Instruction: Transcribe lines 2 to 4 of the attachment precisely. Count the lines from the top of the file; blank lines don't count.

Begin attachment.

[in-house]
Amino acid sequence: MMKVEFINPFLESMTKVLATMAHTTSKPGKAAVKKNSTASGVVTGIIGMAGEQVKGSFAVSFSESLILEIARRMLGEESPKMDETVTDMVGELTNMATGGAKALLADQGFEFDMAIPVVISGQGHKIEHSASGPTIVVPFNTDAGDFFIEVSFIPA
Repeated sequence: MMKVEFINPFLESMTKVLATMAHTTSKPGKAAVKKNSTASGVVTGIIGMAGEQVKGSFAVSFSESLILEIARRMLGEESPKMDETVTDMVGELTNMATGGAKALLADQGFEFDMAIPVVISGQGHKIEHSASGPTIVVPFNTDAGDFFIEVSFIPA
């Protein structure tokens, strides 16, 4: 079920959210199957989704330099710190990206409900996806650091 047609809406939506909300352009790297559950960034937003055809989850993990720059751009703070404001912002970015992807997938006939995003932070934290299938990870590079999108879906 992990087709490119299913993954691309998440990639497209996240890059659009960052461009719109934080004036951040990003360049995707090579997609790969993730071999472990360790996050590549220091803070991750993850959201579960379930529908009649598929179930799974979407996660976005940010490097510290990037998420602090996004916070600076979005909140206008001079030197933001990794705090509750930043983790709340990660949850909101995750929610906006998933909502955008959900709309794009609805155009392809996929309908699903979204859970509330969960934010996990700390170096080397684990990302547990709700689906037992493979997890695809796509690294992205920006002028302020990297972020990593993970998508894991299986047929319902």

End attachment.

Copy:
Amino acid sequence: MMKVEFINPFLESMTKVLATMAHTTSKPGKAAVKKNSTASGVVTGIIGMAGEQVKGSFAVSFSESLILEIARRMLGEESPKMDETVTDMVGELTNMATGGAKALLADQGFEFDMAIPVVISGQGHKIEHSASGPTIVVPFNTDAGDFFIEVSFIPA
Repeated sequence: MMKVEFINPFLESMTKVLATMAHTTSKPGKAAVKKNSTASGVVTGIIGMAGEQVKGSFAVSFSESLILEIARRMLGEESPKMDETVTDMVGELTNMATGGAKALLADQGFEFDMAIPVVISGQGHKIEHSASGPTIVVPFNTDAGDFFIEVSFIPA
């Protein structure tokens, strides 16, 4: 079920959210199957989704330099710190990206409900996806650091 047609809406939506909300352009790297559950960034937003055809989850993990720059751009703070404001912002970015992807997938006939995003932070934290299938990870590079999108879906 992990087709490119299913993954691309998440990639497209996240890059659009960052461009719109934080004036951040990003360049995707090579997609790969993730071999472990360790996050590549220091803070991750993850959201579960379930529908009649598929179930799974979407996660976005940010490097510290990037998420602090996004916070600076979005909140206008001079030197933001990794705090509750930043983790709340990660949850909101995750929610906006998933909502955008959900709309794009609805155009392809996929309908699903979204859970509330969960934010996990700390170096080397684990990302547990709700689906037992493979997890695809796509690294992205920006002028302020990297972020990593993970998508894991299986047929319902």